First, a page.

New York, NY Elevator Accident, Jan 1911


Axes Used to Get Crippled Doctor Trapped Alone in Car at Yorkville Casino.


Crowd In Moving Picture Show In Same Building Not Disturbed by the Mishap.

Dr. Hasias Schiemann of 312 East 119th Street entered the Yorkville Casino, 310 East Eighty-sixth Street, at 9:30 o'clock last night to attend a meeting of the Kurlander Young Men's Benefit Association, nodded to the elevator man, Peter Vervini, who stood aside for him. The doctor is crippled in the right leg, and he stumbled as he entered the car, his body striking the operating wheel of the elevator and setting the mechanism in operation.

The car started upward as Vervini leaped forward, too late, and an instant afterward a cry rang out through the building. Special Policeman Briggi and Vervini both sprang to the stairs and ran up to the second floor whence the cry had come. It had not been repeated. They opened the door into the shaft and found the car had stopped about a foot below the floor. Dr. Schiemann lay senseless, his left leg crushed between the floor of the car and the bottom of the sill of the shaft door on the second floor.

Briggi and Vervini jumped down into the car and tried to lift Dr. Schiemann out. They found this impossible, and Vervini tried to lower the car a trifle. He found that the mechanism was broken and that the elevator could not be moved.

"We can cut him out. That's the only way," exclaimed Briggi, and he sent Vervini running to the quarters of Fire Truck 43 around the corner.

Capt. Doughtery and the crew responded, running to the Casino with axes and crowbars in their hands. There is a mezzanine floor in the Casino, the ceiling of which was about on a level with the floor of the elevator. Manager Michael Norton's office is there.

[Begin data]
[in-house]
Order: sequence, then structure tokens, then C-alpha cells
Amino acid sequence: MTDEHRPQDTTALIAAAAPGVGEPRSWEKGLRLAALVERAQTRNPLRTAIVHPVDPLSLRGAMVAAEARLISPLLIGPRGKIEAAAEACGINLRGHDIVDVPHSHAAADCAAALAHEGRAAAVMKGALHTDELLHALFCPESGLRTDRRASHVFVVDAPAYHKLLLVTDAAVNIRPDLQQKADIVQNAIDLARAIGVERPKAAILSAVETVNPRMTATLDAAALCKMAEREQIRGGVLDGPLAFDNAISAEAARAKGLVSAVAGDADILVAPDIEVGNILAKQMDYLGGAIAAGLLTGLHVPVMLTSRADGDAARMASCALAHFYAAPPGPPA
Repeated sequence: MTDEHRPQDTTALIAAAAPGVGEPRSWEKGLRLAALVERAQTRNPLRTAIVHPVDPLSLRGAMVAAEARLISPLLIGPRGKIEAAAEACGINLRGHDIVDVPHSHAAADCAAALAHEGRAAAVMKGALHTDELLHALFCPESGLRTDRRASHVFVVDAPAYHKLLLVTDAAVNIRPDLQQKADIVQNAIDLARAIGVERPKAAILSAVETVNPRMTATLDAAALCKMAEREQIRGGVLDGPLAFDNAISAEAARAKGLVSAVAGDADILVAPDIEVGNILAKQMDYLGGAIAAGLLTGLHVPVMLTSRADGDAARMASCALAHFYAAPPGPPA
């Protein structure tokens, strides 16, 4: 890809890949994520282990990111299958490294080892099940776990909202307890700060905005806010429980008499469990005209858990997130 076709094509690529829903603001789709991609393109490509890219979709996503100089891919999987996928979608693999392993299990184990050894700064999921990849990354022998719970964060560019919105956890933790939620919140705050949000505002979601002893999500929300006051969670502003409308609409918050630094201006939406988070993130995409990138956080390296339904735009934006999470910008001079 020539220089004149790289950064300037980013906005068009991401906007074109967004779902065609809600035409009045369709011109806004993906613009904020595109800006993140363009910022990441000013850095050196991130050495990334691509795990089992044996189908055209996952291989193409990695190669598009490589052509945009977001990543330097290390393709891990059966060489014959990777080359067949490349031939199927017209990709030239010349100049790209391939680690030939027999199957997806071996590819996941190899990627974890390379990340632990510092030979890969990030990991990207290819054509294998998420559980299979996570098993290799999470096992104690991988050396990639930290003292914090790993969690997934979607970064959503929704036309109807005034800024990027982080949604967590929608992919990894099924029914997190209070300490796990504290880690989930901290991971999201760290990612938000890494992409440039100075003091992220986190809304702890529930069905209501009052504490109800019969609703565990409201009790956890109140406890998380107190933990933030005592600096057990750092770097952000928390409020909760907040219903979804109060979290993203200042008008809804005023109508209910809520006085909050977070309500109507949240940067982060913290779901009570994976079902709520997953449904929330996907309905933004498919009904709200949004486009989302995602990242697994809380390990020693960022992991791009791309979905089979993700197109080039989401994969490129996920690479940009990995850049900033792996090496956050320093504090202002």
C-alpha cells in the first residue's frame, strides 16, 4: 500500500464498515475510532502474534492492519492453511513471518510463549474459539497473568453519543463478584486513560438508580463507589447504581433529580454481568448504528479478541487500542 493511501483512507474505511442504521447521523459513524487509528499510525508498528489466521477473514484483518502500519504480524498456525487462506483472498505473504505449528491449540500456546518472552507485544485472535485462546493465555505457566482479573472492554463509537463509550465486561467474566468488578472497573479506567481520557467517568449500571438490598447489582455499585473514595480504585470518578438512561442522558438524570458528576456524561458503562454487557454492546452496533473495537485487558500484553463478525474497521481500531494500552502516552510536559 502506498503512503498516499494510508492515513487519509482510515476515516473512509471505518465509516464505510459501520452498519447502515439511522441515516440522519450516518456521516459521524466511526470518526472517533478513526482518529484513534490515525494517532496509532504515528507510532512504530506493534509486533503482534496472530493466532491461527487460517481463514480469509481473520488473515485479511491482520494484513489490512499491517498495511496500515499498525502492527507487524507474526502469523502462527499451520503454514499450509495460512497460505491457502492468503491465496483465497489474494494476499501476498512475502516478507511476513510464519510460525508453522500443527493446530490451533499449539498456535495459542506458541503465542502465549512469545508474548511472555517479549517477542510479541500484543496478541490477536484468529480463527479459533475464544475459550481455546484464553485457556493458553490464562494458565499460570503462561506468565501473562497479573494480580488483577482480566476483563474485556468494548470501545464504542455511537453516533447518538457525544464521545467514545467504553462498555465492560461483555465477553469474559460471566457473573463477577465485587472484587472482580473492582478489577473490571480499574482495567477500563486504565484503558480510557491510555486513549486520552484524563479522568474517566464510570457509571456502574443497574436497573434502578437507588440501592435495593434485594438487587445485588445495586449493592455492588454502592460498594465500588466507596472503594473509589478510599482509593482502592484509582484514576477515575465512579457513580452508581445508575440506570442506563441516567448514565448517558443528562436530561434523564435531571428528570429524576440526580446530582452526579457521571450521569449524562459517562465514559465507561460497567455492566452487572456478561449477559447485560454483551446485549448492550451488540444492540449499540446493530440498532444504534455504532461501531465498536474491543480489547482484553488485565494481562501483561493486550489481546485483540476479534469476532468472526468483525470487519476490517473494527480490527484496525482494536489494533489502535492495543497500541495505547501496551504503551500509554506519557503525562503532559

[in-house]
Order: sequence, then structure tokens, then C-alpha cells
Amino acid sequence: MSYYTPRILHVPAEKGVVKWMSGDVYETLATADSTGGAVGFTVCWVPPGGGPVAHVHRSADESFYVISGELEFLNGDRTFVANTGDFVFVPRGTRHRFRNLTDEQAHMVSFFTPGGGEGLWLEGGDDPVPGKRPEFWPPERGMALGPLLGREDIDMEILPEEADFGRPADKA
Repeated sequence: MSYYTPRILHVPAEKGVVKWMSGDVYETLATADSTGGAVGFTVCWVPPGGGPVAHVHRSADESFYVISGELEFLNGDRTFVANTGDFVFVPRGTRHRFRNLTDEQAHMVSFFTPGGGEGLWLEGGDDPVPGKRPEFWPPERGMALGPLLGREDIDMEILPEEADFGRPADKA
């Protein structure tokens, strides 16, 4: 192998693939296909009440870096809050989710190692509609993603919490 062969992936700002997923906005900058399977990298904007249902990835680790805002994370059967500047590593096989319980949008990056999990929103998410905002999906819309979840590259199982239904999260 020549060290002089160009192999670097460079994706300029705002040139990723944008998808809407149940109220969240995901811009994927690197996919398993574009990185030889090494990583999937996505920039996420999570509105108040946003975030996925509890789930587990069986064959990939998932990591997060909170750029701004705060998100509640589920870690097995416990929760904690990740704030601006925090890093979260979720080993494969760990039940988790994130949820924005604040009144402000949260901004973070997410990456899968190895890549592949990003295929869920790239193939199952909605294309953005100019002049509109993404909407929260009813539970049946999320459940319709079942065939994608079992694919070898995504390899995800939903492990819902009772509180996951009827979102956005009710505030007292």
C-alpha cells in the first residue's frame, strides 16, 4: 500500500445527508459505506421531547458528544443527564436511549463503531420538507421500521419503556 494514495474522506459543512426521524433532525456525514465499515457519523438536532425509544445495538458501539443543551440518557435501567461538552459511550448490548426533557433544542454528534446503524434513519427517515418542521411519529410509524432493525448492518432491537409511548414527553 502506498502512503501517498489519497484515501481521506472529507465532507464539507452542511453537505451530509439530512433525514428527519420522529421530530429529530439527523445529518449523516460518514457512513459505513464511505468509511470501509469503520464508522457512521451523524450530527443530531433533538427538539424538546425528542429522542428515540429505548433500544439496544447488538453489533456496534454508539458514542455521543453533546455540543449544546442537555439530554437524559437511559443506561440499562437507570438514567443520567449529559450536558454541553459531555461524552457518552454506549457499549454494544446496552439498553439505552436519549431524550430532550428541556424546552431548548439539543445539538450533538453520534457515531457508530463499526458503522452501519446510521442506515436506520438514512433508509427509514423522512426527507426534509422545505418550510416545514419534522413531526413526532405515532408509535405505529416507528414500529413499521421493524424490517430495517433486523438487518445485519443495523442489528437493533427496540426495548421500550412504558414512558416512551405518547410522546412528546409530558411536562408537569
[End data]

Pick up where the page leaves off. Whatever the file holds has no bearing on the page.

Into this the firemen, led by Briggi, hurried and began to chop a hole in the wall. It took more than fifteen minutes to make this hole big enough to pass a man's body through, but when it was done the opening was found to give out into the shaft at a point just below where the physician was trapped. A few more blows with the axes made a hole in the flooring of the elevator, through which the mangled leg of Dr. Schiemann could be pressed back into the elevator, and then he was lifted out of the car through the shaft door on the second floor.

Dr. McBurnie had been summoned from the Presbyterian Hospital and he hurried Dr. Schiemann there. He was still senseless, but at the hospital it was said that he would not die, although he was in bad shape from shock.

Policeman Cahill of the East Eighty-eighth Street Station arrested Vervini, charging him with criminal negligence.

Although there is a moving picture show on the ground floor of the Casino there was no scare there as Dr. Schieman evidently become unconscious after his first cry of a pain and the audience viewing the pictures did not know that an accident had happened. Dr. Schiemann's friends in the meeting room on the third floor also were unaware of the accident.

The New York Times, New York, NY 19 Jan 1911